Full Bridge Rectifier

Discussion in 'Homework Help' started by Jess_88, Aug 7, 2012.

  1. Jess_88

    Thread Starter Member

    Apr 29, 2011
    Hey guys,
    I have a homework question that is confusing me.

    I have to design a full wave bridge rectifier with the given the following,
    -1 phase rectifier
    -Voltage Source (Vs) = 230V, 50Hz
    -Transformer = 230V/115V, 1.5kVA
    -Ripple Factor = 3%
    -All components can be considered ideal (no voltage drop across diodes)

    a) Average voltage across the load
    b) average current supplied to the load
    c) load Resistance (neglecting ripple)
    d)min filter capacitance required at rectifier output
    and some more stuff

    What I figure so far,

    Vs----->Transformer------------>Rectifier------------>Resistive Load//Capacitor
    230V-->230>/115V, 1.5kVA---->103.5V,(300/23)A-->7.935ohm//?

    The output voltage from the rectifier Vd = 0.9 x Vs = 0.9 x 115 = 103.5V
    Is = S/V = 1.5kVA/115V = (300/23)A
    R = V/I = 103.5/(300/23) = 7.935 ohm

    My confusion is weather my calculations are rms or average (dc) values.
    I have also been having difficulty finding the relevant formulas for this type of rectifier.

    From what I understand, the voltage after the rectifier is dc, which is why Vs is multiplied by 0.9. This is confusing because I thought dc voltage should be o.636 times the peak voltage...maybe I skipped a step somewhere???

    I have the same kind of problem with my average current.

    thanks guys :)
  2. Jess_88

    Thread Starter Member

    Apr 29, 2011
    ok I get why its 0.9Vs now.
    Assuming Vs is in rms
    Vpk=sqr(2) Vrms
    Vdc = 2Vm/pi = [2sqr(2)Vrms]/pi = 0.9Vm.

    Still a little unsure weather I'm calculating IL correctly
  3. daviddeakin

    Active Member

    Aug 6, 2009
    With an infinitely large reservoir capacitor the DC output would be equal to the peak AC voltage, or 162Vdc. (Your factor of 0.9 would only work if there were no reservoir capacitor)

    Are you supposed to fully load the transformer? It is not clear from the question. If you are, then the maximum allowable RMS current in the secondary coil is:
    1.5kVA/115V = 13A
    But the maximum DC output current will be less, due to the poor power factor causing by using a reservoir capacitor.

    I think there may be some missing information in your question. Also, what definition of ripple factor are you using?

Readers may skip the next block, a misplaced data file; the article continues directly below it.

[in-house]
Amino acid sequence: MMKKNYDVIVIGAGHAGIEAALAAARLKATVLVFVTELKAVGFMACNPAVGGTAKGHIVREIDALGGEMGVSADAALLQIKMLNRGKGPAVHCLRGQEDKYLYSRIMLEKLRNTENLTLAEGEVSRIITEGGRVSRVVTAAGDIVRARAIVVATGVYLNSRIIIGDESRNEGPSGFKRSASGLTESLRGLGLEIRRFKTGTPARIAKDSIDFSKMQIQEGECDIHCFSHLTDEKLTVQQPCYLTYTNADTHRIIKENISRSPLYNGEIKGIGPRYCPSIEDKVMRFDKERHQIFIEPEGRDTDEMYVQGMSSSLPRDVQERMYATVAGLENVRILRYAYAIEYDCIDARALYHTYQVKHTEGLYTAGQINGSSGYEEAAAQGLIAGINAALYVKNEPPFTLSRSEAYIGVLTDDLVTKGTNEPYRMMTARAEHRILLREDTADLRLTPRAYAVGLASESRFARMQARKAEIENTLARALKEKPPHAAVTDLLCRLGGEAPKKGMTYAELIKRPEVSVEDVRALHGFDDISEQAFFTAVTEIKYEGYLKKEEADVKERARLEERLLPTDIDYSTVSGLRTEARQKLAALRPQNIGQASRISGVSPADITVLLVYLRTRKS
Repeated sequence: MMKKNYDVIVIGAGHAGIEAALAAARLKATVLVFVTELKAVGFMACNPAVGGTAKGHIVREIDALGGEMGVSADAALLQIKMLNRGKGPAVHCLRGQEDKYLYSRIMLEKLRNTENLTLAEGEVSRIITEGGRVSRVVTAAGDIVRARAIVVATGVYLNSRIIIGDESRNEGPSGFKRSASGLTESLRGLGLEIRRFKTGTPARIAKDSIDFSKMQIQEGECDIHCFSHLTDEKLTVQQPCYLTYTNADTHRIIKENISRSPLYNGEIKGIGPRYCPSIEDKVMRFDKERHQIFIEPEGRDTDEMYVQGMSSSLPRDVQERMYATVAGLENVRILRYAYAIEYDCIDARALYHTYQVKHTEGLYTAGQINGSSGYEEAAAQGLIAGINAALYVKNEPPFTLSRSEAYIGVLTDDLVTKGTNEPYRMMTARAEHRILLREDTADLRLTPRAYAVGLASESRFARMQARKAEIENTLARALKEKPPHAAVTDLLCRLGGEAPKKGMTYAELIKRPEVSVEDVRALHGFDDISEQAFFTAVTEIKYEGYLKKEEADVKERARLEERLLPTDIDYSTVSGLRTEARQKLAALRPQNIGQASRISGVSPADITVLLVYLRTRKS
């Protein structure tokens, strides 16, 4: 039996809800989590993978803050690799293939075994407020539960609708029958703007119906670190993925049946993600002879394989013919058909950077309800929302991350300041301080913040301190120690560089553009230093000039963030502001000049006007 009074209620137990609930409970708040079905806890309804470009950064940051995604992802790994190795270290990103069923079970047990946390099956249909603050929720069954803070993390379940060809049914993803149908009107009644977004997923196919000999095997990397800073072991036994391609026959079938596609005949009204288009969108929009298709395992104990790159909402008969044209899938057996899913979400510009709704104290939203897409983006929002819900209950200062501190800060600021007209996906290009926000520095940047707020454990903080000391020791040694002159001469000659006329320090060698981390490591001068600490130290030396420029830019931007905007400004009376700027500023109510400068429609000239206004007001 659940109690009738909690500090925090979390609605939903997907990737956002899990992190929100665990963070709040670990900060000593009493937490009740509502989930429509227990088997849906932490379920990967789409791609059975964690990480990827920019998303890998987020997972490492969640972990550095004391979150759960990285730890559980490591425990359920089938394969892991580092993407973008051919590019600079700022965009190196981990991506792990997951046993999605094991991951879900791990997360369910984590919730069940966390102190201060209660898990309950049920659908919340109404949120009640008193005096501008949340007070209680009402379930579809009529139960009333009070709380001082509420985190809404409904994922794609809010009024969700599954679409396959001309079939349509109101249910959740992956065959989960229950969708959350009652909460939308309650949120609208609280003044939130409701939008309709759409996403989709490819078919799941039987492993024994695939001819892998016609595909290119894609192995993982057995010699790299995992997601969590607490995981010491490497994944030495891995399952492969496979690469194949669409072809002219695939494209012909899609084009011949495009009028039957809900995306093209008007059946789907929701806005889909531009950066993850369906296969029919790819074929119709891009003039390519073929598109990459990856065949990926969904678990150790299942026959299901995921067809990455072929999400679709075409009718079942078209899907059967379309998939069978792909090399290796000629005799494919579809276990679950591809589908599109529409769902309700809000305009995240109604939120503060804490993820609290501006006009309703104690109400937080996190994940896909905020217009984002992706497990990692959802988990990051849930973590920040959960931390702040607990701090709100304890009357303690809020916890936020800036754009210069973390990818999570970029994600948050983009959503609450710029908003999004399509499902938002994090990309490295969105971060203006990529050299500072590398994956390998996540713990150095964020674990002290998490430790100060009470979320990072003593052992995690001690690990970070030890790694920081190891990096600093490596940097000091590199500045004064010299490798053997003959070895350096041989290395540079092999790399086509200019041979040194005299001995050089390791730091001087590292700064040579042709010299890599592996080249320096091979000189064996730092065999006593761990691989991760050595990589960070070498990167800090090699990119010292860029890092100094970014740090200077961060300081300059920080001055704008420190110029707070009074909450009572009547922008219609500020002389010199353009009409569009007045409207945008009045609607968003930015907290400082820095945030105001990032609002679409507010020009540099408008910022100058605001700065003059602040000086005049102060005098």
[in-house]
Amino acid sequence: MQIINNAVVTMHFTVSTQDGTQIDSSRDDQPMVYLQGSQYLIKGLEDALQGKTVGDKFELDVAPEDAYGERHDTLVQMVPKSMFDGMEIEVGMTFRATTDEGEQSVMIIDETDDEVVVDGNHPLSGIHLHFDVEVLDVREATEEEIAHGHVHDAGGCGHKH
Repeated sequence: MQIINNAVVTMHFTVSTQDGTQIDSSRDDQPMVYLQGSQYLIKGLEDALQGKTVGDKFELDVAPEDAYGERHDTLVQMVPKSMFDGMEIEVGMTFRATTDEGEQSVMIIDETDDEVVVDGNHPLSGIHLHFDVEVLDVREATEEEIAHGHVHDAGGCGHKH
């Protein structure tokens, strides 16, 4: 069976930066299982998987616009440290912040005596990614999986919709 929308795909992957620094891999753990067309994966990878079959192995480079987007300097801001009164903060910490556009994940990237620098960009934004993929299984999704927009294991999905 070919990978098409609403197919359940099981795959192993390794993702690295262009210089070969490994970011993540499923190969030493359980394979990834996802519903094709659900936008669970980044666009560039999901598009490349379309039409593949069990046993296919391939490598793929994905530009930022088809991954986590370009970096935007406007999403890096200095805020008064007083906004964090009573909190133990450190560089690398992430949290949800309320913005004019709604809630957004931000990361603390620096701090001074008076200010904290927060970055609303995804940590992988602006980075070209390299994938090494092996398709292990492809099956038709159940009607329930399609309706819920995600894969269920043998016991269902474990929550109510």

Last edited: Aug 7, 2012
    Jess_88 likes this.
  4. Jess_88

    Thread Starter Member

    Apr 29, 2011
    Ok, so are you saying the average dc output voltage will also be equal to the peak voltage because the capacitor holds the charge?

    This is really all the information we are given:
    Source power = 230V, 50Hz, 1 phase main grid supplied though a 230V/115V, 1.5kVA two winding transformer. RMS ripple factor of the voltage at the load terminals has been limited to 3%. Consider components ideal.

    The ripple factor I think he is talking about here is, the % ac component of the total waveform at the output terminals. An equation from my Lecture notes gives it as:
    RF,rms= V,ripple/Vd

    what do you think?
  5. daviddeakin

    Active Member

    Aug 6, 2009
    Ok, if the problem assumes the components are ideal then the capacitor really will be charged up to the peak AC voltage on each half-cycle, or 162.6V.

    If we assume the ripple voltage waveform is symmetrical, then the average DC voltage is:
    Vdc(average) = Vpeak - Vripple/2.........................(1)
    Vpeak = Vrms * sqr(2)
    Vripple = peak-to-peak ripple voltage

    Vripple = 0.03 * Vdc............................(2)
    So substitute (2) into (1) and rearrange to get Vdc in terms of Vpeak. I make it 160.2V.

    So Vdc = 160.2V and Vripple is 3% of that, or 4.8Vp-p.

    The capacitor is charged twice every cycle, or every 10ms, and the voltage across it changes by 4.8V during that time. If you are given the average DC current then you can find the capacitance, or vice versa, but the question doesn't seem to tell you either..?
    Jess_88 likes this.
  6. Jess_88

    Thread Starter Member

    Apr 29, 2011
    Yeah that makes sense. Thanks.
    We haven't been given the average DC current.
    This question keeps getting more weird